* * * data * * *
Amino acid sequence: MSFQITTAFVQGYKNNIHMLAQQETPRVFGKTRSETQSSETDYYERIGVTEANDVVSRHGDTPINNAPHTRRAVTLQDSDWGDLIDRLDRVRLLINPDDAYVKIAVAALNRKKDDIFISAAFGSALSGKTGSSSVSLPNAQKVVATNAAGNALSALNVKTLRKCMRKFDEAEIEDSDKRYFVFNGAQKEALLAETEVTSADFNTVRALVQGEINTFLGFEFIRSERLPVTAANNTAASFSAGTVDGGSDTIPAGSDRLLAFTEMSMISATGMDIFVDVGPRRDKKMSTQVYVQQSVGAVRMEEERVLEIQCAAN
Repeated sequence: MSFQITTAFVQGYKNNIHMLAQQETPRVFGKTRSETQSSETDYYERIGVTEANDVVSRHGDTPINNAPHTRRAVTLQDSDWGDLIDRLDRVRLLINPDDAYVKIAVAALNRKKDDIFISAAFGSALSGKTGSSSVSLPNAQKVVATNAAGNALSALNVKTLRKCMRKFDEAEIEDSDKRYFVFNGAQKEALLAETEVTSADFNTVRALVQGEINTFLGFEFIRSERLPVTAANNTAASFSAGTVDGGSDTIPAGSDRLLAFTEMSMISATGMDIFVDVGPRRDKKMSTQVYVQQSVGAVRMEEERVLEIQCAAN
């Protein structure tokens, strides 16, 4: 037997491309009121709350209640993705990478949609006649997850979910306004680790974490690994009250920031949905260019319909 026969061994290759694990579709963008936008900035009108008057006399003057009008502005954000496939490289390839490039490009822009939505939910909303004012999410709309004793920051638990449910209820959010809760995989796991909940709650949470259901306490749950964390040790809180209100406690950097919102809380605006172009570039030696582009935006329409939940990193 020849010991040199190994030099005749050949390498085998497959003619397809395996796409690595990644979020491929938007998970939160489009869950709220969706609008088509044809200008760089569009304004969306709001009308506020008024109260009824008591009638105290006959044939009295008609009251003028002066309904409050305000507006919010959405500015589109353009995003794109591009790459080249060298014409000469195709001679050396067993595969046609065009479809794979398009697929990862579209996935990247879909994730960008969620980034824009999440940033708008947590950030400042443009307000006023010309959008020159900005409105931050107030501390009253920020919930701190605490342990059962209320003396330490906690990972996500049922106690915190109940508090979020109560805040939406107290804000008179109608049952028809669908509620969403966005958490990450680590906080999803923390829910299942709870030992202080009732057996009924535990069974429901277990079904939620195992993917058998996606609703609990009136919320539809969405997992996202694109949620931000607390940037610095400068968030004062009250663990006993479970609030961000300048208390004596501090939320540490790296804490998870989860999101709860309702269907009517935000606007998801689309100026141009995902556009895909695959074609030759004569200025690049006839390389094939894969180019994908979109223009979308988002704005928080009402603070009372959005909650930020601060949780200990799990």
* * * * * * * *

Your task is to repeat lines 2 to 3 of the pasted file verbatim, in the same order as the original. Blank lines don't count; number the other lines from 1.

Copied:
Repeated sequence: MSFQITTAFVQGYKNNIHMLAQQETPRVFGKTRSETQSSETDYYERIGVTEANDVVSRHGDTPINNAPHTRRAVTLQDSDWGDLIDRLDRVRLLINPDDAYVKIAVAALNRKKDDIFISAAFGSALSGKTGSSSVSLPNAQKVVATNAAGNALSALNVKTLRKCMRKFDEAEIEDSDKRYFVFNGAQKEALLAETEVTSADFNTVRALVQGEINTFLGFEFIRSERLPVTAANNTAASFSAGTVDGGSDTIPAGSDRLLAFTEMSMISATGMDIFVDVGPRRDKKMSTQVYVQQSVGAVRMEEERVLEIQCAAN
């Protein structure tokens, strides 16, 4: 037997491309009121709350209640993705990478949609006649997850979910306004680790974490690994009250920031949905260019319909 026969061994290759694990579709963008936008900035009108008057006399003057009008502005954000496939490289390839490039490009822009939505939910909303004012999410709309004793920051638990449910209820959010809760995989796991909940709650949470259901306490749950964390040790809180209100406690950097919102809380605006172009570039030696582009935006329409939940990193 020849010991040199190994030099005749050949390498085998497959003619397809395996796409690595990644979020491929938007998970939160489009869950709220969706609008088509044809200008760089569009304004969306709001009308506020008024109260009824008591009638105290006959044939009295008609009251003028002066309904409050305000507006919010959405500015589109353009995003794109591009790459080249060298014409000469195709001679050396067993595969046609065009479809794979398009697929990862579209996935990247879909994730960008969620980034824009999440940033708008947590950030400042443009307000006023010309959008020159900005409105931050107030501390009253920020919930701190605490342990059962209320003396330490906690990972996500049922106690915190109940508090979020109560805040939406107290804000008179109608049952028809669908509620969403966005958490990450680590906080999803923390829910299942709870030992202080009732057996009924535990069974429901277990079904939620195992993917058998996606609703609990009136919320539809969405997992996202694109949620931000607390940037610095400068968030004062009250663990006993479970609030961000300048208390004596501090939320540490790296804490998870989860999101709860309702269907009517935000606007998801689309100026141009995902556009895909695959074609030759004569200025690049006839390389094939894969180019994908979109223009979308988002704005928080009402603070009372959005909650930020601060949780200990799990």